Archbishop's Homilies 2008

Blessing of the Yarra Valley Mausoleum and Stations of the Cross, Lilydale Cemetery



Dear Brothers and Sisters,

I am honoured to be present with the Committee of the Lilydale Cemeteries Trust for the blessing of the Yarra Valley Mausoleum and Stations of the Cross.  The way of the cross leads us to meditate upon the life of Our Lord, who died and rose to give us life.  We live in the strong faith of eternal life for those whom we love and for ourselves.  We underline the respect and honour we owe to our dead.  We are one with the cemetery authorities and so many friends in blessing this special place of remembrance and prayer.

The European custom of mausolea shows us that people are not lost to us when they die.  The love we had for them in life, the remembrance that we make now, the prayers that we offer, are all a sign that everything we have has been received from others who have gone before.

May this place be a haven of light, peace and remembrance of the goodness of those who have passed from this life.


"We want you to be quite certain brothers about those who have died, to make sure that you do not grieve about them, like the other people who have no hope.  We believe that Jesus died and rose again, and that it will be the same for those who have died in Jesus:  God will bring them with him." (1Thessalonians 4:13-14)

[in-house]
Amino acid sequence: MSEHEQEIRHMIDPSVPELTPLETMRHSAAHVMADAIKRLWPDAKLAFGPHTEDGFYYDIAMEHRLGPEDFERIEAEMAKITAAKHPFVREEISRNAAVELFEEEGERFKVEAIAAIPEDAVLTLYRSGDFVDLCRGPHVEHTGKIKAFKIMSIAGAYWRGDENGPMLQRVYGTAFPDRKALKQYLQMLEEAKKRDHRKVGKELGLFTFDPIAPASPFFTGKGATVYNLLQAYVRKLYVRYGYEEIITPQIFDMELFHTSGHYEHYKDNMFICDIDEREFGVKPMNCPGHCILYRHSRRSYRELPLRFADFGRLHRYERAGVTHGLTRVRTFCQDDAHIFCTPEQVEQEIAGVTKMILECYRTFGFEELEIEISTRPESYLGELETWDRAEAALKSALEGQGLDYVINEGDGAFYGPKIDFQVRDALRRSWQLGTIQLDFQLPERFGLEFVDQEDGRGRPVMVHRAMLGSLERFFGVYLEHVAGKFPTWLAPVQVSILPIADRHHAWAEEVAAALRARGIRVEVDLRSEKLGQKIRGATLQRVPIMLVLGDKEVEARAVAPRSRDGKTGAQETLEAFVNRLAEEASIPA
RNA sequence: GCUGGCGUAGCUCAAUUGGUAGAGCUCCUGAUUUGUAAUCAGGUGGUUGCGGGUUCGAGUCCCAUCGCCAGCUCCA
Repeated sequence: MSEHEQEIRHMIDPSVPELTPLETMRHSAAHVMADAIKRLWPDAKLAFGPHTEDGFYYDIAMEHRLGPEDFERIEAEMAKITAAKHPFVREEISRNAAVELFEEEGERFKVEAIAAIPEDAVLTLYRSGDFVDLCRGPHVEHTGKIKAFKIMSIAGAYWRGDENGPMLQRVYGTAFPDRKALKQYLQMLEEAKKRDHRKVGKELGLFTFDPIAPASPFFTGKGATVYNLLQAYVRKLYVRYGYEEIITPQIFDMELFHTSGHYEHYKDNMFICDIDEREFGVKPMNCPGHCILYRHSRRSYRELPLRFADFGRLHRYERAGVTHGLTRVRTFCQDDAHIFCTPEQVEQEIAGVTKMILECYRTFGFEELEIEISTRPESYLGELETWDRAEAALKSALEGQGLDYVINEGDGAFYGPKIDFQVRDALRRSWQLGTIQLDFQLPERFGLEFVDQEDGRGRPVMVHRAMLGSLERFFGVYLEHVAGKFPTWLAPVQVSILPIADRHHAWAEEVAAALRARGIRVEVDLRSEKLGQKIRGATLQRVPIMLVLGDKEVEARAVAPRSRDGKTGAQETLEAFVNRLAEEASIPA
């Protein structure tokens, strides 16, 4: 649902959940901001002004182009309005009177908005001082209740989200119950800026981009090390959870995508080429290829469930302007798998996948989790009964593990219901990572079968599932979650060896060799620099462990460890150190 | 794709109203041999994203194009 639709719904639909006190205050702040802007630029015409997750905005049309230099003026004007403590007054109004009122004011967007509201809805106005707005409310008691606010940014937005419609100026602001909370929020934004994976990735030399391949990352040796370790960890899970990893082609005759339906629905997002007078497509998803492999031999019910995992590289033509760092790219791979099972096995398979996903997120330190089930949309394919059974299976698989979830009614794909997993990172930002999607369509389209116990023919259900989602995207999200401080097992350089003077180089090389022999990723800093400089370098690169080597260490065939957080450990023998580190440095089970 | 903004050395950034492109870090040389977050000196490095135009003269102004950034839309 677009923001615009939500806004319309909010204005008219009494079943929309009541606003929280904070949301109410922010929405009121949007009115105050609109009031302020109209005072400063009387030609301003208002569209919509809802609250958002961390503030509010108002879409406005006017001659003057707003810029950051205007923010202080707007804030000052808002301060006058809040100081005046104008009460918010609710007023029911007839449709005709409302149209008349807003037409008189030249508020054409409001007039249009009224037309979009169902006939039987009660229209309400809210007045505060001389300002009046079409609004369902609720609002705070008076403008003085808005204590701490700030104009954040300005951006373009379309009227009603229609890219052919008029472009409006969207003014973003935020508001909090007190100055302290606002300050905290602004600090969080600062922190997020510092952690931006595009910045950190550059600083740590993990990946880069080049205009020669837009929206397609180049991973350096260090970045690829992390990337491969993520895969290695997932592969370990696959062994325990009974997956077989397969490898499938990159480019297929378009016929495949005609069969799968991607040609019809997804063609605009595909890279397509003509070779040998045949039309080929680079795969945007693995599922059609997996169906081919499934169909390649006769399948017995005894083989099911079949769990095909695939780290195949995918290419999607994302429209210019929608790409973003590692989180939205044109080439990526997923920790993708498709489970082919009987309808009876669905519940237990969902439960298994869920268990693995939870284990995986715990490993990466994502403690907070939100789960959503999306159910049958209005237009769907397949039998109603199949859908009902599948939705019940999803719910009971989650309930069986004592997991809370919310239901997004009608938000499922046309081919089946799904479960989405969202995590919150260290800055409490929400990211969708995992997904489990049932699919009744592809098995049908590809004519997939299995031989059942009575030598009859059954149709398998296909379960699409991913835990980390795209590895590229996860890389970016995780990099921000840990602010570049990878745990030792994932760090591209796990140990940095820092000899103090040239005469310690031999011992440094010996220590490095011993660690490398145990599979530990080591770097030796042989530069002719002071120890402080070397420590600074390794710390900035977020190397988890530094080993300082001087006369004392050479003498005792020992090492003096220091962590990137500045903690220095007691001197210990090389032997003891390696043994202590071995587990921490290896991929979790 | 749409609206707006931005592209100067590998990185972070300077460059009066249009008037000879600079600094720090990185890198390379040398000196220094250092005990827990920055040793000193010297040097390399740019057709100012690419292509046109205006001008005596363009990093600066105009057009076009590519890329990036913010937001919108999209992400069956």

Dear Brothers and Sisters,

The blessing of this mausoleum made possible by the generosity of the authorities of Lilydale Cemetery is an important focal point in our understanding of death.  We are aware that when we die we come face to face with God, who will accept the choice we have made according to the good or evil that we have done in the body and our persevering intentions concerning that.

So many of the people buried here in this mausoleum will be loved parents and relatives, whose goodness has shone out and for whom we remember and pray with undying affection.  Indeed, in a Christian vision of death those loved ones whom we have lost have passed through death to life.  Our hope is in eternal life for them and that is why we can pray for them, just as we hope too that one day we will be reunited.

The ability to visit the mausoleum, to remember so many personal, small or larger things about them, is an invitation to us to see the value of remembrance as a means of thanking them for all that they have been and are to us and how their memory and their gifts inspire us and occasionally challenge us, but also to fulfil our primary Christian duty of praying for them that they may be freed from their sins and come swiftly to be with God.

It is most appropriate that we gather to make the way of the cross and to come and pray for our loved ones.  These unite us with Jesus in his desire that we may have life and remind us of the power of prayer for our own lives.

We know that God is all-perfect.  Nothing imperfect can come to be with God.  After death in the time of our preparation or purgatory we depend upon the prayers, love and charity of our brothers and sisters who remain behind and with whom we wish to be reunited in the kingdom of heaven.

This mausoleum made possible by the generosity of the cemetery authorities is that place of charity.  People are no longer dead, lost, forgotten.  Rather they have passed through death and into life supported by our prayers.  We remember their goodness and we thank our generous and merciful God for all that they did, so that we might successfully continue our journey and like them pass through death to life when our inevitable call comes.

So for all who are buried here or who will be buried here we pray:  Eternal rest grant unto them O Lord and let perpetual light shine upon them.  May they rest in peace.  Amen.

+ Denis J. Hart,
Archbishop of Melbourne